Pietra dura: polished stone artistry
NEW YORK – Pietra dura is one of the most elegant inlay techniques employed in crafting furniture, especially tables and wooden objects. Translated from Italian, “pietra dura” means hard stone and speaks to the durability of the materials as well as their long-lasting beauty. One might describe this art form as painting with stones and the skill of the artist is matched only by the beauty of the materials they use.
Artists often use colorful and highly polished precious and semiprecious stones like quartz, mother-of-pearl, malachite, lapis lazuli, agate, porphyry, chalcedony and jasper that are sliced thin to painstakingly create beautiful inlaid designs, marrying art and nature to create an endless variety of examples. Each thin piece of stone would be cut into a specific shape and the stones would fit together like a jigsaw puzzle to create a design.
For centuries, pietra dura has been a thriving business and artistic practice. Many of the best examples were made by European craftsmen, especially in Italy, where Giovanni Montelatici (1864-1930) was an Italian Florentine artist whose work in this field is globally collected today by buyers looking for sophisticated pieces. Many more pieces were made by artists whose identities are unknown today but that does not lessen the quality of their work.
An early – and important – proponent was the Grand Duke Ferdinando I de’ Medici of the Italian court, who founded a workshop in 1588 to specialize in semiprecious mosaics and inlay work. This institution produced fine work for two centuries, making the city of Florence a hotbed for pietra dura and inspiring other areas of manufacture, and it ultimately became the museum known as Opificio delle Pietre Dure, which many visitors to Florence visit.
The V&A Museum in London houses some choice examples, including this circa 1620 table from the Grand Ducal workshops, which produced goods in this style such as tabletops, caskets and cabinet pieces. During the Renaissance in Italy, exceptionally large table and cabinet doors and drawer fronts were decorated in the pietra dura style. Small items were often gifted to visiting diplomats. “The expense and exoticism of its raw materials, combined with the artistic and technical skill needed to create these ‘stone paintings,’ ensured the desirability of pietra dura work to collectors of the highest status,” according to commentary on the museum’s website.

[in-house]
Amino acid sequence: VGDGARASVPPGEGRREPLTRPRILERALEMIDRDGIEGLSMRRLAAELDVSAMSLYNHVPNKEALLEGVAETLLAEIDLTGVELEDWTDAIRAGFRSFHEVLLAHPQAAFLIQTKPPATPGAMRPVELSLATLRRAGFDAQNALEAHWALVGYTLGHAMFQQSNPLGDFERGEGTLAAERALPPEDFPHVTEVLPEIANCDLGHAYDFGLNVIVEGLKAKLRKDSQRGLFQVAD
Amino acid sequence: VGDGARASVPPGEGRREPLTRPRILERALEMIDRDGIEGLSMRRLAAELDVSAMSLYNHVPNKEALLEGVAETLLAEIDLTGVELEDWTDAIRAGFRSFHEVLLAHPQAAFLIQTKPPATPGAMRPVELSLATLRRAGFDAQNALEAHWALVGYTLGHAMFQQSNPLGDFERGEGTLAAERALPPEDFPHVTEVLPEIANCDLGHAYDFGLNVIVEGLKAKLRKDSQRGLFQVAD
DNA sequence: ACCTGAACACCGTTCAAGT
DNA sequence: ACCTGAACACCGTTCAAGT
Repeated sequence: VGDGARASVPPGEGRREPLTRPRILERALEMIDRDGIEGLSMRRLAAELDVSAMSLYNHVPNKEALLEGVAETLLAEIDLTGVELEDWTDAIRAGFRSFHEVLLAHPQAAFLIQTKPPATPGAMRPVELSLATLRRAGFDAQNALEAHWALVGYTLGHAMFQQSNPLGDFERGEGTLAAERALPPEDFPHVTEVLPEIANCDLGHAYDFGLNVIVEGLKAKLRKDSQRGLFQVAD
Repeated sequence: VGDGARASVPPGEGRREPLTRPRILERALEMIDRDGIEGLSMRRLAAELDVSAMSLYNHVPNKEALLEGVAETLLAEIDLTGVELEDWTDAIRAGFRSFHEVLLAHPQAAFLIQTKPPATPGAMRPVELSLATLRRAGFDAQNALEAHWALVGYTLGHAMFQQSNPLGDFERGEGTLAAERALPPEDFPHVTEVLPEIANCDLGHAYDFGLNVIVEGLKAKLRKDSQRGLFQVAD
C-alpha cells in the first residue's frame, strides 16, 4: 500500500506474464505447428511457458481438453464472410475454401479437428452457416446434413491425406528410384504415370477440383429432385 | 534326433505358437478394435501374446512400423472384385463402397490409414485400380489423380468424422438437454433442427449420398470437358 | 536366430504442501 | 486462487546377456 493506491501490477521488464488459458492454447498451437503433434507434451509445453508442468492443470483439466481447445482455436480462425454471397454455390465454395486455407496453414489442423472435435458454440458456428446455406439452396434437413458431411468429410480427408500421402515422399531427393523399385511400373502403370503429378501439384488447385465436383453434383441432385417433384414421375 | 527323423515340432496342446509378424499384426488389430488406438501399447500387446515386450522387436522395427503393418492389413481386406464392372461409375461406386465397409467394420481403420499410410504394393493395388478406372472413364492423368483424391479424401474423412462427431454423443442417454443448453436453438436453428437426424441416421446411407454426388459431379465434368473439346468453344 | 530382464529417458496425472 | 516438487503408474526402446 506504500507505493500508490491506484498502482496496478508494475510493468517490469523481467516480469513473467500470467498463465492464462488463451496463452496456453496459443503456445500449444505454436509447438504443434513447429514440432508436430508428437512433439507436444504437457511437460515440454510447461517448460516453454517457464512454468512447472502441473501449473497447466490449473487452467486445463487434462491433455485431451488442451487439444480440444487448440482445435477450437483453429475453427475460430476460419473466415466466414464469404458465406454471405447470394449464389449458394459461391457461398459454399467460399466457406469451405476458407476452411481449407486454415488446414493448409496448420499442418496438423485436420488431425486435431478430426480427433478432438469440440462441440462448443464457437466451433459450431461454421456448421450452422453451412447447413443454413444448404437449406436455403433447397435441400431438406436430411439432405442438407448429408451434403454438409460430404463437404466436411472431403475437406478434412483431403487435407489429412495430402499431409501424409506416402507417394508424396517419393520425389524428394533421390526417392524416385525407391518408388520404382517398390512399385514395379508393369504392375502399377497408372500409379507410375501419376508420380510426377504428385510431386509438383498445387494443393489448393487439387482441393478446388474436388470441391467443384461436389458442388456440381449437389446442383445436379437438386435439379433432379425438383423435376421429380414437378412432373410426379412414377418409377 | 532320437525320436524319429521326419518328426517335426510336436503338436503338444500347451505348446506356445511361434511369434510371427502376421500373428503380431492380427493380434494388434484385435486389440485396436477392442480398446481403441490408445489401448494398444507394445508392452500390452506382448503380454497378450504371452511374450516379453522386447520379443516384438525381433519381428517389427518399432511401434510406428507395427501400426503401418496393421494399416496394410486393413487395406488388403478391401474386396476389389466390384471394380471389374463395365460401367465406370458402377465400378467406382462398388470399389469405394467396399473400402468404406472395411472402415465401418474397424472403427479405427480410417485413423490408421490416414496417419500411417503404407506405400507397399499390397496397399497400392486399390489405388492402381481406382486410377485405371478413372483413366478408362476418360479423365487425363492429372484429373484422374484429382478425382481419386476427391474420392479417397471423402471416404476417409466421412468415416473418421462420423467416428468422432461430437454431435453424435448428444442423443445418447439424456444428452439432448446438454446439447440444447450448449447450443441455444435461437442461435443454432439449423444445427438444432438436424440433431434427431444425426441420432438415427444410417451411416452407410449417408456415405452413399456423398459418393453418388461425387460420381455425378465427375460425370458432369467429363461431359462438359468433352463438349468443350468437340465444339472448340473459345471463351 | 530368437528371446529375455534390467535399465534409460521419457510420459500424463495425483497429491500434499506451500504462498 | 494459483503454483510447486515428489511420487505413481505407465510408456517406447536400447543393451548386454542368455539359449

While pietra dura is commonly associated with Italy, some claim its origins are in India and indeed one of the finest – and largest – examples of pietra dura work is in India in the form of the Taj Mahal, commissioned by Mughal emperor Shah Jahan, who requested the tomb be bedecked in precious stones inlaid in white marble. The mausoleum was built in memory of his wife in the 1600s. Indian examples of pietra dura tabletops are quite collectible, often featuring a marble border and hexagonal in shape.
Many fine museums around the world have sublime examples of pietra dura in their collections. An ornate pietra dura tabletop in New York’s Metropolitan Museum of Art is striking for its fine geometric design and central alabaster oval which is surrounded by marble roundels of marble. This kind of work was more common in Rome, circa 1600, instead of Florence. “The severity of the inner decoration seems to translate jewelry designs from contemporary pattern books while the border of wild animals, blossoms emitting seeds like strings of pearls, leafy scrollwork and floral sprays includes motifs derived from ancient Roman mosaics,” according to commentary on the museum’s website.
Pietra dura furniture and objects are also highly collectible with private buyers. The top price on LiveAuctioneers’ price database is an important pietra dura center table that sold at Kennedy’s Auction Service for $180,000 in June 2011. In recent years, an Italian ebony piece of furniture decorated with hard stone (pietra dura) panels depicting flower, fruit and bird motifs attained $61,838 in April 2015 at Gregory’s Casa d’Aste sas di Samarro Francesca while a 19th century pietra dura casket, 15 by 8½ by 14¼ inches, made $20,000 in November 2016 at Dutch Auction Sales.
Pietra dura tabletops have long been desirable and many examples have marble bases. Case furniture and “smalls,” such as wooden boxes, bowls, cameos and plaques, are also well suited as canvases for this historic art form. Typical design motifs find inspiration from the natural world with vines, fruit, flowers, birds being prolific subjects, but geometric patterns were also prevalent. As modernism dawned, however, tastes changed and this genre fell out of favor. Today, demand is again high for antique examples.